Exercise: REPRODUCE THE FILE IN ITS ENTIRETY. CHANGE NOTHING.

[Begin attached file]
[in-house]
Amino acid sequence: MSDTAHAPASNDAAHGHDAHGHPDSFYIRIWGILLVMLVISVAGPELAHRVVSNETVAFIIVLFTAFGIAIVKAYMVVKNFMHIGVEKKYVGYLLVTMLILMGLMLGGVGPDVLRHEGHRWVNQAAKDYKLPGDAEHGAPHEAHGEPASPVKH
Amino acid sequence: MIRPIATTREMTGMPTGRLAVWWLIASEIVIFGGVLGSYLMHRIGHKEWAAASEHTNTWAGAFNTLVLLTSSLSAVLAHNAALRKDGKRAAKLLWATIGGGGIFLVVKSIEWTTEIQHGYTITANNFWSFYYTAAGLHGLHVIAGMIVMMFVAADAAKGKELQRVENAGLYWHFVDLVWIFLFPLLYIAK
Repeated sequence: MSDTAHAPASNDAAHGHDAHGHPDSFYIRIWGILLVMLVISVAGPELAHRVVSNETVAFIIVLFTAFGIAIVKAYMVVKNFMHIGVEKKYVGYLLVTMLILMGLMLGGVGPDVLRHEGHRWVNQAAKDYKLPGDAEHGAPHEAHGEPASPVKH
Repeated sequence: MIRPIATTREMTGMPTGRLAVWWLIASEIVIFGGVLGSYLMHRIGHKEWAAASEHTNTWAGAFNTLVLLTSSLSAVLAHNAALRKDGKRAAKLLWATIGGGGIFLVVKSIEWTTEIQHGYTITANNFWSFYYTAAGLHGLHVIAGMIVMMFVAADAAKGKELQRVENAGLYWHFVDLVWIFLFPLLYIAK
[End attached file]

[in-house]
Amino acid sequence: MSDTAHAPASNDAAHGHDAHGHPDSFYIRIWGILLVMLVISVAGPELAHRVVSNETVAFIIVLFTAFGIAIVKAYMVVKNFMHIGVEKKYVGYLLVTMLILMGLMLGGVGPDVLRHEGHRWVNQAAKDYKLPGDAEHGAPHEAHGEPASPVKH
Amino acid sequence: MIRPIATTREMTGMPTGRLAVWWLIASEIVIFGGVLGSYLMHRIGHKEWAAASEHTNTWAGAFNTLVLLTSSLSAVLAHNAALRKDGKRAAKLLWATIGGGGIFLVVKSIEWTTEIQHGYTITANNFWSFYYTAAGLHGLHVIAGMIVMMFVAADAAKGKELQRVENAGLYWHFVDLVWIFLFPLLYIAK
Repeated sequence: MSDTAHAPASNDAAHGHDAHGHPDSFYIRIWGILLVMLVISVAGPELAHRVVSNETVAFIIVLFTAFGIAIVKAYMVVKNFMHIGVEKKYVGYLLVTMLILMGLMLGGVGPDVLRHEGHRWVNQAAKDYKLPGDAEHGAPHEAHGEPASPVKH
Repeated sequence: MIRPIATTREMTGMPTGRLAVWWLIASEIVIFGGVLGSYLMHRIGHKEWAAASEHTNTWAGAFNTLVLLTSSLSAVLAHNAALRKDGKRAAKLLWATIGGGGIFLVVKSIEWTTEIQHGYTITANNFWSFYYTAAGLHGLHVIAGMIVMMFVAADAAKGKELQRVENAGLYWHFVDLVWIFLFPLLYIAK